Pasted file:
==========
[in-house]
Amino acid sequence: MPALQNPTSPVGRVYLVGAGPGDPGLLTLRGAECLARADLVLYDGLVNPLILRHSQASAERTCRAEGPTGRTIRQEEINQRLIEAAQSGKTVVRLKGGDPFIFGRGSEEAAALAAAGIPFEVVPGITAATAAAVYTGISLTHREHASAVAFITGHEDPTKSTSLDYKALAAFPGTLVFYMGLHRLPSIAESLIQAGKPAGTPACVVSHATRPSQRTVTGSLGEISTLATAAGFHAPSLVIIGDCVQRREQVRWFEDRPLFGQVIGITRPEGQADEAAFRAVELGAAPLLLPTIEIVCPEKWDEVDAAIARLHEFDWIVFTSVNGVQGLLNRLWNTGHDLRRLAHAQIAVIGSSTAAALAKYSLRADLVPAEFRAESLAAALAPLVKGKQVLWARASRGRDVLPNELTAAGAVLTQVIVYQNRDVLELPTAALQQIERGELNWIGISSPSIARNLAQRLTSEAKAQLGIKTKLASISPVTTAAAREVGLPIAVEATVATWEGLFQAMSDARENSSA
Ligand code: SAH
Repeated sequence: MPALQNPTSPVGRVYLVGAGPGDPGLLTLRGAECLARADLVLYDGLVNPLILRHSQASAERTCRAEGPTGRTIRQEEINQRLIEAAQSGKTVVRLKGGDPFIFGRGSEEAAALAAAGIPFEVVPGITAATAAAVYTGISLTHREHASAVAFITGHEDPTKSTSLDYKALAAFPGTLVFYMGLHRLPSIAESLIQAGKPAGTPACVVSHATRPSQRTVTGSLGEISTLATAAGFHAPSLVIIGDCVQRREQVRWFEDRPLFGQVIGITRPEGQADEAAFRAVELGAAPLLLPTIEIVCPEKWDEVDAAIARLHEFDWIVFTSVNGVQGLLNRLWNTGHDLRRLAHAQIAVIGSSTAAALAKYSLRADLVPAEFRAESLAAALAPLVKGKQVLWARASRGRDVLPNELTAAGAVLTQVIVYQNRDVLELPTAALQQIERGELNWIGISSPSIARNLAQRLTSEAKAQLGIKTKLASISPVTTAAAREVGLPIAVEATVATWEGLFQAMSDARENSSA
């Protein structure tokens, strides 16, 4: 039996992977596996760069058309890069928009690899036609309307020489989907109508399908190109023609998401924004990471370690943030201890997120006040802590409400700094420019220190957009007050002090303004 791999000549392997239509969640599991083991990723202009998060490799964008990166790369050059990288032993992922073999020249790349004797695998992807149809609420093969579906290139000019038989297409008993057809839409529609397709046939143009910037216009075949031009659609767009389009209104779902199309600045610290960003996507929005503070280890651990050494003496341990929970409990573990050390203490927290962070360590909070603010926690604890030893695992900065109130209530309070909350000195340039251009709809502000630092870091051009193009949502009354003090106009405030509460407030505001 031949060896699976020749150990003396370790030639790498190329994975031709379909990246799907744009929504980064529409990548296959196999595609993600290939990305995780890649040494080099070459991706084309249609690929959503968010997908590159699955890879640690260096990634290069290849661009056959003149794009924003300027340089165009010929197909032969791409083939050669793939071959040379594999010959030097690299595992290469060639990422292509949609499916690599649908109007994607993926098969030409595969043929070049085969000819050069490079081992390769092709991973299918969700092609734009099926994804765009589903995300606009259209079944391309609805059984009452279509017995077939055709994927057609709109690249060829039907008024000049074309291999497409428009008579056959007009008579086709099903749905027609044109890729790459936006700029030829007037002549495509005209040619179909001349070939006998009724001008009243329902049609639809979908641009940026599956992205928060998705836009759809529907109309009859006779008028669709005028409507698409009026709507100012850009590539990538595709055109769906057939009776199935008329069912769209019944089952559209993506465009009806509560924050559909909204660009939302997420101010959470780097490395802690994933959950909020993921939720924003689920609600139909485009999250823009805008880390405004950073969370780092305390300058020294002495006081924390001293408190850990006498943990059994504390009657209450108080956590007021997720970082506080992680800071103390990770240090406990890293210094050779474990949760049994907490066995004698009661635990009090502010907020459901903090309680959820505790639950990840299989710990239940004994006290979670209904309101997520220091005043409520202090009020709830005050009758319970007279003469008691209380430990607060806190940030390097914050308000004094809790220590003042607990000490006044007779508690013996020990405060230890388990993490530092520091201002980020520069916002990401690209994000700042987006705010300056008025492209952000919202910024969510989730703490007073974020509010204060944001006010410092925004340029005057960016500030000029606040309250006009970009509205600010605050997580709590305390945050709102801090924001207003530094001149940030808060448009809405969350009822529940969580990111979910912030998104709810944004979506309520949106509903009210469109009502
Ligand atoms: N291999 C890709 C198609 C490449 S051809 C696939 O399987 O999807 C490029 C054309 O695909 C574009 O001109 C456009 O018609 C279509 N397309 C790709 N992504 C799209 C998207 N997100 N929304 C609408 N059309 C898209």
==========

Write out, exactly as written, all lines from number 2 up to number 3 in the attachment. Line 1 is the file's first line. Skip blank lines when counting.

Amino acid sequence: MPALQNPTSPVGRVYLVGAGPGDPGLLTLRGAECLARADLVLYDGLVNPLILRHSQASAERTCRAEGPTGRTIRQEEINQRLIEAAQSGKTVVRLKGGDPFIFGRGSEEAAALAAAGIPFEVVPGITAATAAAVYTGISLTHREHASAVAFITGHEDPTKSTSLDYKALAAFPGTLVFYMGLHRLPSIAESLIQAGKPAGTPACVVSHATRPSQRTVTGSLGEISTLATAAGFHAPSLVIIGDCVQRREQVRWFEDRPLFGQVIGITRPEGQADEAAFRAVELGAAPLLLPTIEIVCPEKWDEVDAAIARLHEFDWIVFTSVNGVQGLLNRLWNTGHDLRRLAHAQIAVIGSSTAAALAKYSLRADLVPAEFRAESLAAALAPLVKGKQVLWARASRGRDVLPNELTAAGAVLTQVIVYQNRDVLELPTAALQQIERGELNWIGISSPSIARNLAQRLTSEAKAQLGIKTKLASISPVTTAAAREVGLPIAVEATVATWEGLFQAMSDARENSSA
Ligand code: SAH